Department of Defence & Military Veterans, Armscor & Castle Control audit outcomes: Auditor-General briefing

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Defence and Military Veterans

11 October 2016
Chairperson: Mr M Motimele (ANC)
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Meeting Summary

The Auditor General South Africa (AGSA) briefed the Committee on the 2015/2016 audit outcomes of the: Department of Defence (DoD), Department of Military Veterans (DMV), Armscor and the Castle Control Board (CCB). There was a general improvement in the outcomes, ash the CCB and Armscor received a clean audit, the Department of Defence (DoD) received an unqualified audit with findings and the Department of Military Veterans (DMV) received a qualified audit. The Special Defence Account received a qualified audit due to an inherent scope limitation as it operates within in a confidential environment.

AGSA noted further that although there was R8 million identified in fruitless and wasteful expenditure, this was an improvement of the 2014/2015 amount of R58 million. However, there was R916 million irregular expenditure, a substantial increase on the similar expenditure of R748 million in 2014/2015. Ideally, the departments should have done their own analysis into the root causes but had not, and the AGSA had identified four main reasons:  slow response by management, instability and vacancies in key positions, lack of consequences for transgressions, and inadequate competencies. Despite the improvements, it would still be necessary to monitor and intervene to improve the performance of both the DoD and DMV who had regressed in leadership, and in financial and performance management areas. There had been material findings in both DoD and DMV about non-compliance with key legislation, but the DoD had managed to correct material misstatements during its audit. Material findings around the quality of performance plans were made for DMV, because of delays in implementing proper systems and procedures. Even where there had been some improvements, AGSA noted that there was still a need for intervention to improve key control areas such as leadership, and financial and performance management as both the DoD and DMV had shown regression in these areas, largely because of vacancies and poor oversight. Assurance provider levels were below par except in Armscor and CCB, and in the DMV in particular, accounting officers and senior leadership did not implement adequate internal controls. It was noted that there had been commitments to address the 2014/15 findings, to fill vacancies, and a task team was working on performance improvement in the DMV.

Members suggested that the entities be provided with a written checklist to help them isolate and monitor areas for improvement. The Committee had previously stressed the need to fill vacancies. Members questioned some of the findings by AGSA around good ICT governance in DMV, since its systems were known to be inadequate, and its improvement in risk management, since it had in fact failed to contain its assets or implement internal controls. Members suggested that it would be useful for the Committee to hold a closed meeting with the SDA, so that the Committee could get a better understanding of its work. AGSA was asked to give clearer indicators on some of its statements.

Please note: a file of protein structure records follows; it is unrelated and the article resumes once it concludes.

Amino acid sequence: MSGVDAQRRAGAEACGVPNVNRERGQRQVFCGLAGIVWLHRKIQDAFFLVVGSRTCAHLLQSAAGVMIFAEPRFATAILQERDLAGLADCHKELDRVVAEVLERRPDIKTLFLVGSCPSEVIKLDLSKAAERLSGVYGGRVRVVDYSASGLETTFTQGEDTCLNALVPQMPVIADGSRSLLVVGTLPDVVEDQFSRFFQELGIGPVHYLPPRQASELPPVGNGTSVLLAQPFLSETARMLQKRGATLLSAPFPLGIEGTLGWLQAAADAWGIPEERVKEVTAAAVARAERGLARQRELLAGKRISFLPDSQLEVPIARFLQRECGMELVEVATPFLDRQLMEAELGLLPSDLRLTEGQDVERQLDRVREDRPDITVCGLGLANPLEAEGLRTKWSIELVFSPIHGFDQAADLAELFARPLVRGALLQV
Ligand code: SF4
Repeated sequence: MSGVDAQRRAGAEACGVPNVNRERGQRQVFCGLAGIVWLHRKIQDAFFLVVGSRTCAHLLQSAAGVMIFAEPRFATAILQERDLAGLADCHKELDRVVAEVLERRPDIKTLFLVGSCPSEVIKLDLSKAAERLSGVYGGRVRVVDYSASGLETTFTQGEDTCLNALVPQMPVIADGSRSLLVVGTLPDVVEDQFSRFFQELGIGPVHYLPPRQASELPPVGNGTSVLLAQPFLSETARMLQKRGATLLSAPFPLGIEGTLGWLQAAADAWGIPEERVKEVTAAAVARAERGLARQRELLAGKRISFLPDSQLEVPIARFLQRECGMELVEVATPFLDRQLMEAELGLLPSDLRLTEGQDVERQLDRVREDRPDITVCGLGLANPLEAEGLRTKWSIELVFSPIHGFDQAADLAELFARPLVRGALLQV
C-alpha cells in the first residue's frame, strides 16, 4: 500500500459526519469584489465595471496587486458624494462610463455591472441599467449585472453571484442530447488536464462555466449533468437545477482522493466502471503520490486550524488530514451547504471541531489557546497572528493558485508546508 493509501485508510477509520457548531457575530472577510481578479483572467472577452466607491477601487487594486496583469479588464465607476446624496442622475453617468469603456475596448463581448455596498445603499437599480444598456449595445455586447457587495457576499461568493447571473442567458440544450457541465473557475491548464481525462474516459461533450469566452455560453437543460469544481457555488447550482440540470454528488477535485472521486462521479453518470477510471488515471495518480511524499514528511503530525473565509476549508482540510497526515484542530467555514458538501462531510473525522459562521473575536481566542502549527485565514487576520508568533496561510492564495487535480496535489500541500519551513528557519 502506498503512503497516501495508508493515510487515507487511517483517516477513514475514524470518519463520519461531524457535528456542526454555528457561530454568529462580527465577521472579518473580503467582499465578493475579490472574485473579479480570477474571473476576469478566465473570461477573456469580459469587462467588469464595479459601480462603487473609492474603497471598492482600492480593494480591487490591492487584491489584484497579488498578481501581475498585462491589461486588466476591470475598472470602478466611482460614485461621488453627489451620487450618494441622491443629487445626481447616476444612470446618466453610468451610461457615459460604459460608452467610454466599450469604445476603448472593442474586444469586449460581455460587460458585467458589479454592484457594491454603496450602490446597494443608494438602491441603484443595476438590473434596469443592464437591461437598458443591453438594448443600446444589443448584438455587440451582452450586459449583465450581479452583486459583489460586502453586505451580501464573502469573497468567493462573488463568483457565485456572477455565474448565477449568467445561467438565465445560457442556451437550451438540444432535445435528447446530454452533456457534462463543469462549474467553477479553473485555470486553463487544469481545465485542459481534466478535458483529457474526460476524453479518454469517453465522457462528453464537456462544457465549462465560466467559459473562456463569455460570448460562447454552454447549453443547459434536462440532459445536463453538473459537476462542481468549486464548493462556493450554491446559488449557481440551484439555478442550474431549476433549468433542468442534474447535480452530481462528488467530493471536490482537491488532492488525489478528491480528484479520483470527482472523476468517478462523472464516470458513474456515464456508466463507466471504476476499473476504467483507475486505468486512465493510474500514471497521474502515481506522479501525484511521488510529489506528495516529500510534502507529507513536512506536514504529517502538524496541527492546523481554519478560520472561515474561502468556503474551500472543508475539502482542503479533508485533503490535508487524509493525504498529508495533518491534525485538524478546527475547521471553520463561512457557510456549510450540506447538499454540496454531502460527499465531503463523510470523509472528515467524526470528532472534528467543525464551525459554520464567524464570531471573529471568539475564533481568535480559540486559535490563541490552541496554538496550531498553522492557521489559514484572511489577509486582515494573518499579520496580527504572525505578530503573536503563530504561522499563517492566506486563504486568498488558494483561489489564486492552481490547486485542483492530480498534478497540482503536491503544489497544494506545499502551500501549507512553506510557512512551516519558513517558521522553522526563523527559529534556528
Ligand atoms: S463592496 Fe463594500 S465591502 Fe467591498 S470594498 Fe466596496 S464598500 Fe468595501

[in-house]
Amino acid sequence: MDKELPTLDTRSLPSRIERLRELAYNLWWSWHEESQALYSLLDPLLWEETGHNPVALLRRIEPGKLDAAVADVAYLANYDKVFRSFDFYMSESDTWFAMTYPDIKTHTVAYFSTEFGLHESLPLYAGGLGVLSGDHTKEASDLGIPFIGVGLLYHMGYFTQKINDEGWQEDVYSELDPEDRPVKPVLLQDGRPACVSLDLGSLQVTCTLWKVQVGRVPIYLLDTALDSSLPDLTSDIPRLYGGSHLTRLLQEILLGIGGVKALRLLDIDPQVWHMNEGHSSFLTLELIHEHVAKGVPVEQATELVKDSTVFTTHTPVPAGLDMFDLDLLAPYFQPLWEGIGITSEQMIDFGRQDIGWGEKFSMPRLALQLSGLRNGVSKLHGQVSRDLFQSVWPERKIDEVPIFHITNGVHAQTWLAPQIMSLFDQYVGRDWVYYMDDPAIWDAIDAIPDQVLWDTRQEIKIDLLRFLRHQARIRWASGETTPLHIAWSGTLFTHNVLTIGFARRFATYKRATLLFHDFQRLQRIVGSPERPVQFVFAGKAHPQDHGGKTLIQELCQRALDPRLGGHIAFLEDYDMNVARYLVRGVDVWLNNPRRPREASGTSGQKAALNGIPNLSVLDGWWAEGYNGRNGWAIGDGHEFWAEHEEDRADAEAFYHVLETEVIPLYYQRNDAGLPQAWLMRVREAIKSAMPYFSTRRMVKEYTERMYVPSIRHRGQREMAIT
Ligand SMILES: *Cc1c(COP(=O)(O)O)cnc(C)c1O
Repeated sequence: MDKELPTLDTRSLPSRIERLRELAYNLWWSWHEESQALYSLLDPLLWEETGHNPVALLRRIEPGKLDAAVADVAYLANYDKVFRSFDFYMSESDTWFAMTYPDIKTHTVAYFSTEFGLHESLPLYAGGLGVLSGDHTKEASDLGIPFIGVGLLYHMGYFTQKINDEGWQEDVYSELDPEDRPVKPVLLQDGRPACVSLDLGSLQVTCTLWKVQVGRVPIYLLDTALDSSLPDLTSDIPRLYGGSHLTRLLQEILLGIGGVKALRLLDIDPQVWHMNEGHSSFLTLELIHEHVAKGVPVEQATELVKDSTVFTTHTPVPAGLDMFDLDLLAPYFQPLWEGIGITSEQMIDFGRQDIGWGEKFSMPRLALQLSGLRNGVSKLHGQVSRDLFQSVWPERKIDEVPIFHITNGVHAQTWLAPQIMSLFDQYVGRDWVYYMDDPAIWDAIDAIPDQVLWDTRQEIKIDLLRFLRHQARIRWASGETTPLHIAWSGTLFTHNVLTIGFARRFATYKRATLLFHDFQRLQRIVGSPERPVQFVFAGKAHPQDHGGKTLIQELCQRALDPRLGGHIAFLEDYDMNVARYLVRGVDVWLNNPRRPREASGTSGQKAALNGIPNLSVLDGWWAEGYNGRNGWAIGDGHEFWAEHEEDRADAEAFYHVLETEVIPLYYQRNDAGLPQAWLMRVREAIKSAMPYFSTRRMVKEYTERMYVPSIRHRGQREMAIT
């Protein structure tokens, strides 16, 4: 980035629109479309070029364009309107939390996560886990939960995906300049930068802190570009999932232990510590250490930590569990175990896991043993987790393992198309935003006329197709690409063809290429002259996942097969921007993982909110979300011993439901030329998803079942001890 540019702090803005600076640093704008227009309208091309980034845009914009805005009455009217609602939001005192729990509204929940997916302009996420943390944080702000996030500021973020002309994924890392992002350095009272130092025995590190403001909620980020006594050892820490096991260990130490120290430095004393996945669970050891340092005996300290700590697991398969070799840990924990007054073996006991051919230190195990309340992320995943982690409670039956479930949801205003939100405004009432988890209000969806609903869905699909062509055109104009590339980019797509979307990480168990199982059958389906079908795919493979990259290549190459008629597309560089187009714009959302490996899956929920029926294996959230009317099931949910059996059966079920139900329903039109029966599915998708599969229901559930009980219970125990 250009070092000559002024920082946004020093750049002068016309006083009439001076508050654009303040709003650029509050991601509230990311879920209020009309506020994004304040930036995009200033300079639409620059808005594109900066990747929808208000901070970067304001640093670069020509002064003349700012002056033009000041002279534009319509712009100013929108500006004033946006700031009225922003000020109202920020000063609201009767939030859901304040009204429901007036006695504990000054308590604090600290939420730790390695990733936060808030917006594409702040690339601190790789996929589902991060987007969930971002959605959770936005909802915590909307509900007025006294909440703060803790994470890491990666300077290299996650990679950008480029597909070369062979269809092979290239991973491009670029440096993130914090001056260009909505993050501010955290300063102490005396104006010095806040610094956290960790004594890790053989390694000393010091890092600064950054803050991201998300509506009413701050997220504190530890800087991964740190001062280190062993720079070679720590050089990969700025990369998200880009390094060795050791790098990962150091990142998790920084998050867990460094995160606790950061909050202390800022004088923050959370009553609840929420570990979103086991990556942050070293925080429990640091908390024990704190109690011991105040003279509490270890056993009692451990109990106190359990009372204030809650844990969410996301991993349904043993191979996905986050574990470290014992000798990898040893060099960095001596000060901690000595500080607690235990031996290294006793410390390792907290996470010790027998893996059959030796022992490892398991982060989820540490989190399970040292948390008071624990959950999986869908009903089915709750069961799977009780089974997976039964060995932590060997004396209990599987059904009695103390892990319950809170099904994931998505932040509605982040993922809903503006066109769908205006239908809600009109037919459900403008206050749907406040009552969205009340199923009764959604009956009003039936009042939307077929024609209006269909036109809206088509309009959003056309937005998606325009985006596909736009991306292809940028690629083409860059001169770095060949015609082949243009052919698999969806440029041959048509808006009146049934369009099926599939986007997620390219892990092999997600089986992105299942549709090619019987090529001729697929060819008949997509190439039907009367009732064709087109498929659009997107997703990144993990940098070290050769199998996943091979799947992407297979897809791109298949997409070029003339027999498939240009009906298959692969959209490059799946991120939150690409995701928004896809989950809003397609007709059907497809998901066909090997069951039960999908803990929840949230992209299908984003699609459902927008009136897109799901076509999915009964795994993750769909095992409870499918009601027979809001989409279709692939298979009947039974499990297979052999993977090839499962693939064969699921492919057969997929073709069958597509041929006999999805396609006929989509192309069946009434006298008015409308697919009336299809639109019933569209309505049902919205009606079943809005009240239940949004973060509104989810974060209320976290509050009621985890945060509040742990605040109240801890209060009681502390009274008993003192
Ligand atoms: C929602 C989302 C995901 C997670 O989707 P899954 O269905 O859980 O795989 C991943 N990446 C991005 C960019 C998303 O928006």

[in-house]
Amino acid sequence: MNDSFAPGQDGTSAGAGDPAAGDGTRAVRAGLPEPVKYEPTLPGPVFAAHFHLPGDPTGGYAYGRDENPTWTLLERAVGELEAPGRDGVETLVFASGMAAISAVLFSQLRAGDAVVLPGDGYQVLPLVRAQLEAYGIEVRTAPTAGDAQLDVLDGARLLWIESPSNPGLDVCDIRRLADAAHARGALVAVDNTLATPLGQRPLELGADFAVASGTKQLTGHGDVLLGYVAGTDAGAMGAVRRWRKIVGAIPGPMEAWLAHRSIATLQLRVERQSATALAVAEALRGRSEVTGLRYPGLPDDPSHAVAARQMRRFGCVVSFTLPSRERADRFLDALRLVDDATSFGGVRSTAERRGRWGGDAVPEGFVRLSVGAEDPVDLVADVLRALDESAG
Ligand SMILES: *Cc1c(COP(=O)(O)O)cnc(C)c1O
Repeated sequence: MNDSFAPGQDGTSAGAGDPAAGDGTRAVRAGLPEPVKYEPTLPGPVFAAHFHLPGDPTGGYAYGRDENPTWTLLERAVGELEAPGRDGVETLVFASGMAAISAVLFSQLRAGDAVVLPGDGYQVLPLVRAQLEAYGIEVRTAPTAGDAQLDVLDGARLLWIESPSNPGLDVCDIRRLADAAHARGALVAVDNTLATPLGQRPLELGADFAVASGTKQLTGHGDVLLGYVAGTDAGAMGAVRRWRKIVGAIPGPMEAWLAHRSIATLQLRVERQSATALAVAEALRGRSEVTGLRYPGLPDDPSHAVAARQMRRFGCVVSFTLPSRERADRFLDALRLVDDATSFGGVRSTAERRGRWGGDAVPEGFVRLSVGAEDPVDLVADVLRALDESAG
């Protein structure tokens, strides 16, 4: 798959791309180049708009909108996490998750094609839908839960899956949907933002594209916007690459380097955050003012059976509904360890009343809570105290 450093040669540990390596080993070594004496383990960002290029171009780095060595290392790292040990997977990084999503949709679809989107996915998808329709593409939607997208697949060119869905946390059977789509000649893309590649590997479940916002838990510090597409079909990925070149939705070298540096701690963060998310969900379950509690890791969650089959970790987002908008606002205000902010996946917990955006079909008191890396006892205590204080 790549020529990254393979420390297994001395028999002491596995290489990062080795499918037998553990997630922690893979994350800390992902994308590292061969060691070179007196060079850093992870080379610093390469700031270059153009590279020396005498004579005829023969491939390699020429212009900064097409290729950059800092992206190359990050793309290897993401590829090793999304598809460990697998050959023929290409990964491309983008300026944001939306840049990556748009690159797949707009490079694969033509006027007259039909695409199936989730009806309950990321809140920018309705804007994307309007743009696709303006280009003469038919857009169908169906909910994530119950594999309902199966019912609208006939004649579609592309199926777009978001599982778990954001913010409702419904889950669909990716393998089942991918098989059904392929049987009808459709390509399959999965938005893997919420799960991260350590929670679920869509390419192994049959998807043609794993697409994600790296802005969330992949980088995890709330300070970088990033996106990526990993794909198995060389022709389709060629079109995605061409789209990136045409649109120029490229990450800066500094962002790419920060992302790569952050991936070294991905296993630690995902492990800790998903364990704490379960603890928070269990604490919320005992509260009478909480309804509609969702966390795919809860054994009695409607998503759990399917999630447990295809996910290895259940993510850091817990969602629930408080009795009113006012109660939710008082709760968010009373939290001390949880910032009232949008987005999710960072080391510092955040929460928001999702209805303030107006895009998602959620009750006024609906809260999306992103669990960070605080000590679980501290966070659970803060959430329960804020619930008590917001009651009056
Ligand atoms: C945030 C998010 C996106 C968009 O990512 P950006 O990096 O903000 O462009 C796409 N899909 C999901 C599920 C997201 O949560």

The Committee Researcher and Content Advisor then presented an analysis of the Annual Reports of the DoD, DMV, CCB and Armscor. In relation to the Department of Defence, concerns were raised over three virements from the three programmes of Force Employment, Air Defence and Maritime Defence, and it was noted that flying and sea hour targets were not met. HR renewal, a major concern, was not being addressed in full because there was a greater attrition than entrance rate and critical skills shortages remained, as well as few disciplinary hearings finalised. There had been very slow progress in finalising and updating policies.

In relation to Armscor, it was suggested that Members call for clarity on the dockyard, as the Navy continued to cite it as problematic, while Armscor said it was at 97.3% capacity. The possible complications at Alkantpan, which fell within the Square Kilometre Array should be questioned. The one outstanding Defence Industrial Participation (DIP) project should be clarified since this provided a good investment opportunity. Revenue in Armscor had decreased, and Members should ask why it was unable to increase its sales. There remained a question whether it could survive if it implemented Milestone 1 of the Defence Review.

The DMV Report raised several concerns. Whilst it was clearly giving some support to graduates and veterans, there was little clarity on house repossessions, employment opportunities sought by DMV for veterans, and numbers of veterans receiving shelter, the long-term plans for shelter, the appeals, the work of the Turnaround Task Team, farms awarded to veterans, figures for agreements reached and legal claims. There were also discrepancies in the targets met against the budget spent, the fact that the database verification was not completed, and very poor performance of providing only 130 out of a target of 10 000 houses. Lack of human capital might explain some of the problems but there was concern over 93% of staff receiving performance bonuses to the value of R1.4 million, and spending on consultants